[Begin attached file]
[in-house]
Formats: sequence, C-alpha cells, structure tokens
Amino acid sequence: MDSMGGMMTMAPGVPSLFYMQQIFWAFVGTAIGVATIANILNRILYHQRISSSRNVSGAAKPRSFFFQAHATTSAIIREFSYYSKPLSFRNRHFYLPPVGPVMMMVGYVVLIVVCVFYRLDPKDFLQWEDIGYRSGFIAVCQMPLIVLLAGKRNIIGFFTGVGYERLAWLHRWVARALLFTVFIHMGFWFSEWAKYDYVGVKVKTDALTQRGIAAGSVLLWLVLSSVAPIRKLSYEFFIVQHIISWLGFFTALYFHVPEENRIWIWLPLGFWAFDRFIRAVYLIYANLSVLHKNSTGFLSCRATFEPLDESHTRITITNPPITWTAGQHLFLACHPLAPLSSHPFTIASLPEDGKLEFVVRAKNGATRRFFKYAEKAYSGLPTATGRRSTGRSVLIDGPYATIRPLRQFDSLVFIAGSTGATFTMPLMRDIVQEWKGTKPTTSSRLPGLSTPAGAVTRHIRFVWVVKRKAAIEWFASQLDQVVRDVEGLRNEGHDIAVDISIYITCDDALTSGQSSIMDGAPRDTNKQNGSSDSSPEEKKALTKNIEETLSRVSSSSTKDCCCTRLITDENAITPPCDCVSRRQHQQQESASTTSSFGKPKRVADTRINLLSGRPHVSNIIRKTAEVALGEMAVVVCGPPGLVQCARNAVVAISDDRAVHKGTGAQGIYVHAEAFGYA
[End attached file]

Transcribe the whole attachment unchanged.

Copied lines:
[in-house]
Formats: sequence, C-alpha cells, structure tokens
Amino acid sequence: MDSMGGMMTMAPGVPSLFYMQQIFWAFVGTAIGVATIANILNRILYHQRISSSRNVSGAAKPRSFFFQAHATTSAIIREFSYYSKPLSFRNRHFYLPPVGPVMMMVGYVVLIVVCVFYRLDPKDFLQWEDIGYRSGFIAVCQMPLIVLLAGKRNIIGFFTGVGYERLAWLHRWVARALLFTVFIHMGFWFSEWAKYDYVGVKVKTDALTQRGIAAGSVLLWLVLSSVAPIRKLSYEFFIVQHIISWLGFFTALYFHVPEENRIWIWLPLGFWAFDRFIRAVYLIYANLSVLHKNSTGFLSCRATFEPLDESHTRITITNPPITWTAGQHLFLACHPLAPLSSHPFTIASLPEDGKLEFVVRAKNGATRRFFKYAEKAYSGLPTATGRRSTGRSVLIDGPYATIRPLRQFDSLVFIAGSTGATFTMPLMRDIVQEWKGTKPTTSSRLPGLSTPAGAVTRHIRFVWVVKRKAAIEWFASQLDQVVRDVEGLRNEGHDIAVDISIYITCDDALTSGQSSIMDGAPRDTNKQNGSSDSSPEEKKALTKNIEETLSRVSSSSTKDCCCTRLITDENAITPPCDCVSRRQHQQQESASTTSSFGKPKRVADTRINLLSGRPHVSNIIRKTAEVALGEMAVVVCGPPGLVQCARNAVVAISDDRAVHKGTGAQGIYVHAEAFGYA